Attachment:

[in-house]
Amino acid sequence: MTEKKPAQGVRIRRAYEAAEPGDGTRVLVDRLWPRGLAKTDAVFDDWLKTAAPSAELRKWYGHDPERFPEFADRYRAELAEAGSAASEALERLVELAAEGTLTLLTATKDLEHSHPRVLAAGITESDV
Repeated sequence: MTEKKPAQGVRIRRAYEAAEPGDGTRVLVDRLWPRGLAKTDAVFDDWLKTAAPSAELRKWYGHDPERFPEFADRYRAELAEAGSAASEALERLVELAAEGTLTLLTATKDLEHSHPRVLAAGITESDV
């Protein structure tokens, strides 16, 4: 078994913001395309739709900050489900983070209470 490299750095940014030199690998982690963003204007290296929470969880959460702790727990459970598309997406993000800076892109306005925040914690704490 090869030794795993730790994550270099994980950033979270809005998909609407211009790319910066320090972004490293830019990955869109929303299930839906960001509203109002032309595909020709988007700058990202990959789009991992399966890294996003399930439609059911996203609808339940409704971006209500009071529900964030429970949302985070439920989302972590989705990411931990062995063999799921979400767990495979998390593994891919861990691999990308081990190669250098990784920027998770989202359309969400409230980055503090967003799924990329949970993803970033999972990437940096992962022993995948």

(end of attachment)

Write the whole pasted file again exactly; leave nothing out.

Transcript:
[in-house]
Amino acid sequence: MTEKKPAQGVRIRRAYEAAEPGDGTRVLVDRLWPRGLAKTDAVFDDWLKTAAPSAELRKWYGHDPERFPEFADRYRAELAEAGSAASEALERLVELAAEGTLTLLTATKDLEHSHPRVLAAGITESDV
Repeated sequence: MTEKKPAQGVRIRRAYEAAEPGDGTRVLVDRLWPRGLAKTDAVFDDWLKTAAPSAELRKWYGHDPERFPEFADRYRAELAEAGSAASEALERLVELAAEGTLTLLTATKDLEHSHPRVLAAGITESDV
């Protein structure tokens, strides 16, 4: 078994913001395309739709900050489900983070209470 490299750095940014030199690998982690963003204007290296929470969880959460702790727990459970598309997406993000800076892109306005925040914690704490 090869030794795993730790994550270099994980950033979270809005998909609407211009790319910066320090972004490293830019990955869109929303299930839906960001509203109002032309595909020709988007700058990202990959789009991992399966890294996003399930439609059911996203609808339940409704971006209500009071529900964030429970949302985070439920989302972590989705990411931990062995063999799921979400767990495979998390593994891919861990691999990308081990190669250098990784920027998770989202359309969400409230980055503090967003799924990329949970993803970033999972990437940096992962022993995948």